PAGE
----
The Supreme Court on Monday rejected an appeal from the Trump administration to decide the legality of the president’s plans to end next month the Obama-era DACA program affecting young illegal immigrants.
In recent months, lower court judges have moved to stop the administration from ending the Deferred Action for Childhood Arrivals program, which protects about 800,000 young immigrants brought to country illegally as children from deportation.
In an unsigned comment released Monday, the Supreme Court denied the unusual request to take up the issue, saying the appeal should move through the normal appellate process. The move kicks the case back to the 9th Circuit in San Francisco.
The Supreme Court said the federal appeals court will “proceed expeditiously to decide this case.”
Raj Shah, the White House principal deputy press secretary, said Monday the administration looks forward to “having this case expeditiously heard by the appeals court and, if necessary, the Supreme Court, where we fully expect to prevail.”
“The DACA program – which provides work permits and myriad government benefits to illegal immigrants en masse – is clearly unlawful,” Shah said. “The district judge’s decision to unilaterally re-impose a program that Congress had explicitly and repeatedly rejected is a usurpation of legislative authority. The fact that this occurs at a time when elected representatives in Congress are actively debating this policy only underscores that the district judge has unwisely intervened in the legislative process.”
Last month, U.S. District Judge William Alsup in San Francisco ruled that DACA must remain in place while litigation surrounding the program is ongoing. U.S. District Judge Nicholas Garaufis in New York ruled earlier this month that Attorney General Jeff Sessions had "erred in concluding that DACA is unconstitutional."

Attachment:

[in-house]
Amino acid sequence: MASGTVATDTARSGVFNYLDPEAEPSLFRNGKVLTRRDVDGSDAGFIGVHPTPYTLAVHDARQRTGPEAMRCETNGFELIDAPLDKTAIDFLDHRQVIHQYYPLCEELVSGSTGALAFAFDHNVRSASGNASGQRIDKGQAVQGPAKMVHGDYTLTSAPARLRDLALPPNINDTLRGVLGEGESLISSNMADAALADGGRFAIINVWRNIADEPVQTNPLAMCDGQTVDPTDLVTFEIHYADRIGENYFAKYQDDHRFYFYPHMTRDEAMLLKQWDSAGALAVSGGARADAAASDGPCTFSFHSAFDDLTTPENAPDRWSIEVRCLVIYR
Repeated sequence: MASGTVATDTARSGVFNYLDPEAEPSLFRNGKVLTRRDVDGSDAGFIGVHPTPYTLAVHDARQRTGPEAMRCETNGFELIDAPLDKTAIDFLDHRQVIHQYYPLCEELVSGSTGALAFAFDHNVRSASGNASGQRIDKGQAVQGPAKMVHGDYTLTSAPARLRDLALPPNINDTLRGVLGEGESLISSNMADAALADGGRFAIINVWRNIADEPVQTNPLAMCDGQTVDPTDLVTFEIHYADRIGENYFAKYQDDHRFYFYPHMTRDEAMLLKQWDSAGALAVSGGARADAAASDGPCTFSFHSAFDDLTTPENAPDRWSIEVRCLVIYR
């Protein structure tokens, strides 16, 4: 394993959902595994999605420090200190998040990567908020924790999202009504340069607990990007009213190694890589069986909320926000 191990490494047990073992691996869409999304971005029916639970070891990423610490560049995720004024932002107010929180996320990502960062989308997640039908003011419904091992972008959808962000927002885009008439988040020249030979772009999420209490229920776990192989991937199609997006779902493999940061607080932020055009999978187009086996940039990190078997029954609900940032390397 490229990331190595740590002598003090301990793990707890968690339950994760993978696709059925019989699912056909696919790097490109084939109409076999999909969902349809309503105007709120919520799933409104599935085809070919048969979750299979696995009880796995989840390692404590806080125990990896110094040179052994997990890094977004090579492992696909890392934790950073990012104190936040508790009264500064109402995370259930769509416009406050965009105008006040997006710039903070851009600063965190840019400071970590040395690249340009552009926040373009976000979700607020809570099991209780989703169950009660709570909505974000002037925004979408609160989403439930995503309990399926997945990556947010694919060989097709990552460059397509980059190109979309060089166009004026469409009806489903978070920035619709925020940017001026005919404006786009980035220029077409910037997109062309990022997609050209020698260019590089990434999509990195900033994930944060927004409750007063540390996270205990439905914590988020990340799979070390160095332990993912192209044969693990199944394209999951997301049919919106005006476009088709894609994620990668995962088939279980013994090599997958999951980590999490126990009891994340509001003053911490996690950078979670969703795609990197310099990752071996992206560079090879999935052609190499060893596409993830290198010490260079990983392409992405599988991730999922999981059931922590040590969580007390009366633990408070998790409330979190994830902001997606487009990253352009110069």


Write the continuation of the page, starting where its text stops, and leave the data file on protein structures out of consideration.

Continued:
What made the appeal from the Trump Justice Department unusual is that the administration sought to bypass the federal appeals court in San Francisco and go directly to the Supreme Court.
A Justice Department spokesman said Monday they will "continue to defend DHS’ lawful authority to wind down DACA in an orderly manner.”
“While we were hopeful for a different outcome, the Supreme Court very rarely grants certiorari before judgment, though in our view it was warranted for the extraordinary injunction requiring the Department of Homeland Security to maintain DACA," Department of Justice spokesman Devin O’Malley said.
President Trump has set March 5 as the end date for the DACA program, while calling on Congress to come up with a legislative fix.
Republicans like Trump have argued then-President Obama unconstitutionally granted protections to the so-called Dreamers when that should be up to Congress.
The Supreme Court rarely hears a case before a lower appeals court has considered it. The fight over whether President Richard Nixon had to turn over the Watergate tapes is one such example.
Fox News’ Bill Mears, Jake Gibson and Samuel Chamberlain and The Associated Press contributed to this report.